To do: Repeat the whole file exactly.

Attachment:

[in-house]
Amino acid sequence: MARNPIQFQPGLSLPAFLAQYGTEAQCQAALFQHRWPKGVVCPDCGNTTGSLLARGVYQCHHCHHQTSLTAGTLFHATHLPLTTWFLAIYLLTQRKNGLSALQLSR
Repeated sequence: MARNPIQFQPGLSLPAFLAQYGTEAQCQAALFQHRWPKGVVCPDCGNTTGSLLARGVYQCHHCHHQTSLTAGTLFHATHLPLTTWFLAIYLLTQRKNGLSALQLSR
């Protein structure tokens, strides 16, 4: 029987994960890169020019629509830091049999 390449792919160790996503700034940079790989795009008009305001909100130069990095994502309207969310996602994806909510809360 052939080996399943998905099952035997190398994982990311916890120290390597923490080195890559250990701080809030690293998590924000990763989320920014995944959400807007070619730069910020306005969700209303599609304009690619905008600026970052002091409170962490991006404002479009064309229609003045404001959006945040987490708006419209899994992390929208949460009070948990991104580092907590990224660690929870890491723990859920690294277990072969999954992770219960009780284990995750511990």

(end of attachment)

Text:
[in-house]
Amino acid sequence: MARNPIQFQPGLSLPAFLAQYGTEAQCQAALFQHRWPKGVVCPDCGNTTGSLLARGVYQCHHCHHQTSLTAGTLFHATHLPLTTWFLAIYLLTQRKNGLSALQLSR
Repeated sequence: MARNPIQFQPGLSLPAFLAQYGTEAQCQAALFQHRWPKGVVCPDCGNTTGSLLARGVYQCHHCHHQTSLTAGTLFHATHLPLTTWFLAIYLLTQRKNGLSALQLSR
């Protein structure tokens, strides 16, 4: 029987994960890169020019629509830091049999 390449792919160790996503700034940079790989795009008009305001909100130069990095994502309207969310996602994806909510809360 052939080996399943998905099952035997190398994982990311916890120290390597923490080195890559250990701080809030690293998590924000990763989320920014995944959400807007070619730069910020306005969700209303599609304009690619905008600026970052002091409170962490991006404002479009064309229609003045404001959006945040987490708006419209899994992390929208949460009070948990991104580092907590990224660690929870890491723990859920690294277990072969999954992770219960009780284990995750511990």